This study examined the changes in age at first oestrus, the weaning-to-oestrus interval (WEI), and duration of oestrus (DE) in a Yorkshire sow population during two years of adaptation from a northern (55°48′N, 9°13′W) European region to a southern (44°03′N, 23°35′W) one. The adaptation process induced a grouping effect of gilts around the mean age of the onset of puberty. Autumn and spring were characterized by the most enhanced gilt grouping effect at 201 to 210 days of age. The same effect was found for oestrus duration, which declined from a 12- to 96-hour range in the first year to an 18- to 90-hour range in the second year. The mean age of first oestrus was 0.8 days significantly lower in the second year compared with the first; the maximal lowering (1.7 days) occurred in the winter season. The WEI decreased significantly from the first to the second year in all four seasons, by a mean annual value of 0.88 days (15.9%). DE increased by 6.5 hours (significantly for all seasons) from the first year to the next. DE showed an ascending evolution from winter to spring and descending from summer to autumn, during each monitored year. Adaptation influences the oestrus in sows. The age to puberty and WEI tended to decrease, while DE tended to increase, with a simultaneous decrease in the variability of these oestrus parameters.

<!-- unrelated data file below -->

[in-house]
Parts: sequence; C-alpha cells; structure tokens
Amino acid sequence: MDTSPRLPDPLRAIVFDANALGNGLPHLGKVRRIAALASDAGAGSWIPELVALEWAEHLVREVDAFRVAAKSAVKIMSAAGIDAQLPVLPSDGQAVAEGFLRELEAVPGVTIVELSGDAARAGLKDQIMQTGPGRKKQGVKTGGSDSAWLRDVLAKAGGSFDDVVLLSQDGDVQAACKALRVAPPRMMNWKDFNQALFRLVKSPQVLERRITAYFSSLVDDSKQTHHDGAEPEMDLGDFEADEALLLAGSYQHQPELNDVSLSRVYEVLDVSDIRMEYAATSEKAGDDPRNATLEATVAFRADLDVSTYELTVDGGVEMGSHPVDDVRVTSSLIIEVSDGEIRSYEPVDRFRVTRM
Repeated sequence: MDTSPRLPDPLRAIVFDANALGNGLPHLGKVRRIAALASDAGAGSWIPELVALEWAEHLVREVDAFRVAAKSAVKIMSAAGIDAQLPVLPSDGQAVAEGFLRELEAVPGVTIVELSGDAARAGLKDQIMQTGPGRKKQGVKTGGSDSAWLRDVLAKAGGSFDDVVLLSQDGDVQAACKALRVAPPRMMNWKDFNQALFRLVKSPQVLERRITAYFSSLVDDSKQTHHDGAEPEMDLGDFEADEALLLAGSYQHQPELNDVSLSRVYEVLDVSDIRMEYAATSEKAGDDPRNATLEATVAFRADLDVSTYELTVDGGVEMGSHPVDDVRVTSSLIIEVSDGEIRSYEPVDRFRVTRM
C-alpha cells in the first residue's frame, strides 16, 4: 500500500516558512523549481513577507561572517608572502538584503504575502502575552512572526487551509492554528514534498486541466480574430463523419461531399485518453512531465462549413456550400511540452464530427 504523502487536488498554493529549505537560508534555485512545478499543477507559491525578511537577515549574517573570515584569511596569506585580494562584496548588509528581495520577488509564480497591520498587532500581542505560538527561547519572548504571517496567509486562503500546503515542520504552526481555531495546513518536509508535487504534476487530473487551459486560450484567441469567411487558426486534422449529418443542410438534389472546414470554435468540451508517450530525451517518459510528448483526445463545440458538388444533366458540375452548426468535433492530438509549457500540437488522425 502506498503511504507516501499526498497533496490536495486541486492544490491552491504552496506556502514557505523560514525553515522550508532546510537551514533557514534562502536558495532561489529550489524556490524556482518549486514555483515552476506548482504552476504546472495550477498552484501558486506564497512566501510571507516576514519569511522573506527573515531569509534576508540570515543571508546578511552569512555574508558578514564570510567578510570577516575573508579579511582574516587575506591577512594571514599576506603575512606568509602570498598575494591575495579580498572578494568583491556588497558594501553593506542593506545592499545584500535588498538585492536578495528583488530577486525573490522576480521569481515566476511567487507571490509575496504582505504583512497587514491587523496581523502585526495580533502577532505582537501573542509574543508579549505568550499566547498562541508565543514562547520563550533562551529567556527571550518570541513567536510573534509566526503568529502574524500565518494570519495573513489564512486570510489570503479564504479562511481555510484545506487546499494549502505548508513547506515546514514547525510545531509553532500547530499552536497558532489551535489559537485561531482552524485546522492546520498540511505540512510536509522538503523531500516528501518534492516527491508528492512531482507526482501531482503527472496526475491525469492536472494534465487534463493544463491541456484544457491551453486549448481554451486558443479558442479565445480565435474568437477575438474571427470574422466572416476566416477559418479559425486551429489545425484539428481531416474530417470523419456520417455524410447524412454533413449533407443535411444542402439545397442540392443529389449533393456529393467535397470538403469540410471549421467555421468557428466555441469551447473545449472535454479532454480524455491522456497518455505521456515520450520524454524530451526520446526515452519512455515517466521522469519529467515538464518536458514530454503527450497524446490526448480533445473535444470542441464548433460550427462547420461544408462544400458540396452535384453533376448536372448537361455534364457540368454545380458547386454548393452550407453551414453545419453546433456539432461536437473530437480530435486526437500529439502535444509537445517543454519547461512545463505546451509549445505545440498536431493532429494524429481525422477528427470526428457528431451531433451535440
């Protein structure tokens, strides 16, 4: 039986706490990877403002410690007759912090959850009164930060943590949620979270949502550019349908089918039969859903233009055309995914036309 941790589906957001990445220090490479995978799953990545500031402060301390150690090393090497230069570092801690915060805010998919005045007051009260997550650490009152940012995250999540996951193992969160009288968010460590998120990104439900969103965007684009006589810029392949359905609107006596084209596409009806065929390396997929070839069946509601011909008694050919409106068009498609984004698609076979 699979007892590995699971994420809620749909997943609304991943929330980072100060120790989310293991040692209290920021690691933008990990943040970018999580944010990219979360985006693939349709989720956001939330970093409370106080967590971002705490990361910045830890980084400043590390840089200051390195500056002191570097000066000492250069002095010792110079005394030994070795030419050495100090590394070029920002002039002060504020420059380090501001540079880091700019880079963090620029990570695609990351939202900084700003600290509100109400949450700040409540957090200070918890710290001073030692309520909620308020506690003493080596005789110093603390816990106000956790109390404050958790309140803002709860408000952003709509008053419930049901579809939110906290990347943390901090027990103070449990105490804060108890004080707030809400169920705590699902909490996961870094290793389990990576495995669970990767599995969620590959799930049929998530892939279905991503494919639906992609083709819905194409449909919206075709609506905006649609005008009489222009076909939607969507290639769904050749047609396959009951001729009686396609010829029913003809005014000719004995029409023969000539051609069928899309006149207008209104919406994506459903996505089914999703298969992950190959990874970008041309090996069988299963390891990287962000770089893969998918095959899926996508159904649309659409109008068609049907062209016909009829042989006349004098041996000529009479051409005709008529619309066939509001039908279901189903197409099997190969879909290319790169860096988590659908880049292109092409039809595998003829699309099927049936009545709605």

"Experientia docet" - Experience is the best teacher